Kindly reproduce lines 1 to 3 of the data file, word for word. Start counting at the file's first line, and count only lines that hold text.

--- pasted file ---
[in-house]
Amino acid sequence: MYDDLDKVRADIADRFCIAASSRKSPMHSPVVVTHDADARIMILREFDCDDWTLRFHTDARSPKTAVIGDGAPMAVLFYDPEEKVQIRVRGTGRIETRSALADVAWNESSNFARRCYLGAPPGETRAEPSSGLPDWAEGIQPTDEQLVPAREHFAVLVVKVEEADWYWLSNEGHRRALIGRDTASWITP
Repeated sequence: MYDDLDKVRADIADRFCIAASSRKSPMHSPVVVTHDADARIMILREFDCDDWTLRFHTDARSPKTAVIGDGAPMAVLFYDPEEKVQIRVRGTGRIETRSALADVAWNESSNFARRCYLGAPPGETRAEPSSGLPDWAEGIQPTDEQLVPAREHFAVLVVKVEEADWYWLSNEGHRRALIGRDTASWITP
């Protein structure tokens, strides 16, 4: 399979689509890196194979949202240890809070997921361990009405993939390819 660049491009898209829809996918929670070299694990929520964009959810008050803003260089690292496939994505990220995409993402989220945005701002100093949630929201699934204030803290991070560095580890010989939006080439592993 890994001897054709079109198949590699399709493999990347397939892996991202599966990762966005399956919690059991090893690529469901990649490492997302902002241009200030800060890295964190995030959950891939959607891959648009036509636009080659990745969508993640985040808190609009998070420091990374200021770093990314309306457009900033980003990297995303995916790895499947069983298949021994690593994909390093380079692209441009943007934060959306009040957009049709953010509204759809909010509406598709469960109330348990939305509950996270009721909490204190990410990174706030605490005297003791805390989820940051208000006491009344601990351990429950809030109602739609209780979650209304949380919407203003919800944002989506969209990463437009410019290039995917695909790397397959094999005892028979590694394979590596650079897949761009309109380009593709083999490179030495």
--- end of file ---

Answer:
[in-house]
Amino acid sequence: MYDDLDKVRADIADRFCIAASSRKSPMHSPVVVTHDADARIMILREFDCDDWTLRFHTDARSPKTAVIGDGAPMAVLFYDPEEKVQIRVRGTGRIETRSALADVAWNESSNFARRCYLGAPPGETRAEPSSGLPDWAEGIQPTDEQLVPAREHFAVLVVKVEEADWYWLSNEGHRRALIGRDTASWITP
Repeated sequence: MYDDLDKVRADIADRFCIAASSRKSPMHSPVVVTHDADARIMILREFDCDDWTLRFHTDARSPKTAVIGDGAPMAVLFYDPEEKVQIRVRGTGRIETRSALADVAWNESSNFARRCYLGAPPGETRAEPSSGLPDWAEGIQPTDEQLVPAREHFAVLVVKVEEADWYWLSNEGHRRALIGRDTASWITP